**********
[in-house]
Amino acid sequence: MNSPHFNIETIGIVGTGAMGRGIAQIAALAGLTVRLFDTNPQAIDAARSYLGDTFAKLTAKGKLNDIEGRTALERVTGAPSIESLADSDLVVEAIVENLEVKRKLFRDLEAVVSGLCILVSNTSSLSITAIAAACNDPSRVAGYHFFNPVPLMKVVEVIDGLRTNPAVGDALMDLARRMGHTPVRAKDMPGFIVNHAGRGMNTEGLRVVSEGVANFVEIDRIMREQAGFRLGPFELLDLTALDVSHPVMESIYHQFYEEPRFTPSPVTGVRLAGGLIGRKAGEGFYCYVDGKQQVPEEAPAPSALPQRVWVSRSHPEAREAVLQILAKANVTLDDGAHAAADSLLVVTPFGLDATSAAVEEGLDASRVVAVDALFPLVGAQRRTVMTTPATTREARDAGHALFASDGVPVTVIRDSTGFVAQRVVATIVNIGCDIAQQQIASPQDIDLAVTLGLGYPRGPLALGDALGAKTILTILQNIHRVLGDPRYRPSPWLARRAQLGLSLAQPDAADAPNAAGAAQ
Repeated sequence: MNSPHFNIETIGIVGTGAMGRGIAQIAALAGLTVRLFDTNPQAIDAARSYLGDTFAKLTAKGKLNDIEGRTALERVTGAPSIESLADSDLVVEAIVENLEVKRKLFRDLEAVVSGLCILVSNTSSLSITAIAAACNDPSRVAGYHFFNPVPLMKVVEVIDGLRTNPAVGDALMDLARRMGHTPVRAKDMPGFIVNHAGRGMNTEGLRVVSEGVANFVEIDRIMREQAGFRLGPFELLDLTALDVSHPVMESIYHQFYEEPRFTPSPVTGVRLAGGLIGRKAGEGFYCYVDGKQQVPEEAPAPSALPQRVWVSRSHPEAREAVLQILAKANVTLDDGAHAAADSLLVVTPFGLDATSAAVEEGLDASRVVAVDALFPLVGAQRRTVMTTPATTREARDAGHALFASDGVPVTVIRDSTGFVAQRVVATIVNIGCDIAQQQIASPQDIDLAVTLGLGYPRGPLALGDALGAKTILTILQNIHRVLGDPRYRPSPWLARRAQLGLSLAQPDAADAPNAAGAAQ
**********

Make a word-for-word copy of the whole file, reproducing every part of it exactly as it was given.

[in-house]
Amino acid sequence: MNSPHFNIETIGIVGTGAMGRGIAQIAALAGLTVRLFDTNPQAIDAARSYLGDTFAKLTAKGKLNDIEGRTALERVTGAPSIESLADSDLVVEAIVENLEVKRKLFRDLEAVVSGLCILVSNTSSLSITAIAAACNDPSRVAGYHFFNPVPLMKVVEVIDGLRTNPAVGDALMDLARRMGHTPVRAKDMPGFIVNHAGRGMNTEGLRVVSEGVANFVEIDRIMREQAGFRLGPFELLDLTALDVSHPVMESIYHQFYEEPRFTPSPVTGVRLAGGLIGRKAGEGFYCYVDGKQQVPEEAPAPSALPQRVWVSRSHPEAREAVLQILAKANVTLDDGAHAAADSLLVVTPFGLDATSAAVEEGLDASRVVAVDALFPLVGAQRRTVMTTPATTREARDAGHALFASDGVPVTVIRDSTGFVAQRVVATIVNIGCDIAQQQIASPQDIDLAVTLGLGYPRGPLALGDALGAKTILTILQNIHRVLGDPRYRPSPWLARRAQLGLSLAQPDAADAPNAAGAAQ
Repeated sequence: MNSPHFNIETIGIVGTGAMGRGIAQIAALAGLTVRLFDTNPQAIDAARSYLGDTFAKLTAKGKLNDIEGRTALERVTGAPSIESLADSDLVVEAIVENLEVKRKLFRDLEAVVSGLCILVSNTSSLSITAIAAACNDPSRVAGYHFFNPVPLMKVVEVIDGLRTNPAVGDALMDLARRMGHTPVRAKDMPGFIVNHAGRGMNTEGLRVVSEGVANFVEIDRIMREQAGFRLGPFELLDLTALDVSHPVMESIYHQFYEEPRFTPSPVTGVRLAGGLIGRKAGEGFYCYVDGKQQVPEEAPAPSALPQRVWVSRSHPEAREAVLQILAKANVTLDDGAHAAADSLLVVTPFGLDATSAAVEEGLDASRVVAVDALFPLVGAQRRTVMTTPATTREARDAGHALFASDGVPVTVIRDSTGFVAQRVVATIVNIGCDIAQQQIASPQDIDLAVTLGLGYPRGPLALGDALGAKTILTILQNIHRVLGDPRYRPSPWLARRAQLGLSLAQPDAADAPNAAGAAQ